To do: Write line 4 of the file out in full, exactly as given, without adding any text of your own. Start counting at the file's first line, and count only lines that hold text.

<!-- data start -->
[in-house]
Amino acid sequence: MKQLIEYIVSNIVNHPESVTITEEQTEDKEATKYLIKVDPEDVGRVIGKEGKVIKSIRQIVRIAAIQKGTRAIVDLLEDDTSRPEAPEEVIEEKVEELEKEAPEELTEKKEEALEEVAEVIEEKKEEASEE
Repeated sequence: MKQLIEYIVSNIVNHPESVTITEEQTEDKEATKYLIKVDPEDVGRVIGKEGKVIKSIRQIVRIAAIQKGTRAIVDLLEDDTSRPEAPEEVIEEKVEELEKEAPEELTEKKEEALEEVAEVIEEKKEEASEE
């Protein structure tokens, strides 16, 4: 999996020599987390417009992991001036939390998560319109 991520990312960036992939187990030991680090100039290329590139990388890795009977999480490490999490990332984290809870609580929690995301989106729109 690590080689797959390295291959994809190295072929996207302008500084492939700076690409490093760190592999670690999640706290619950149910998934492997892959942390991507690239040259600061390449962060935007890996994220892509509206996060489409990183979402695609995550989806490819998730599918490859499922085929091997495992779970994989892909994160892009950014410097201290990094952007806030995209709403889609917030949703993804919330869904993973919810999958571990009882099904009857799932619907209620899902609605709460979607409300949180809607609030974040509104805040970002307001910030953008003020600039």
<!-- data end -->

């Protein structure tokens, strides 16, 4: 999996020599987390417009992991001036939390998560319109 991520990312960036992939187990030991680090100039290329590139990388890795009977999480490490999490990332984290809870609580929690995301989106729109 690590080689797959390295291959994809190295072929996207302008500084492939700076690409490093760190592999670690999640706290619950149910998934492997892959942390991507690239040259600061390449962060935007890996994220892509509206996060489409990183979402695609995550989806490819998730599918490859499922085929091997495992779970994989892909994160892009950014410097201290990094952007806030995209709403889609917030949703993804919330869904993973919810999958571990009882099904009857799932619907209620899902609605709460979607409300949180809607609030974040509104805040970002307001910030953008003020600039």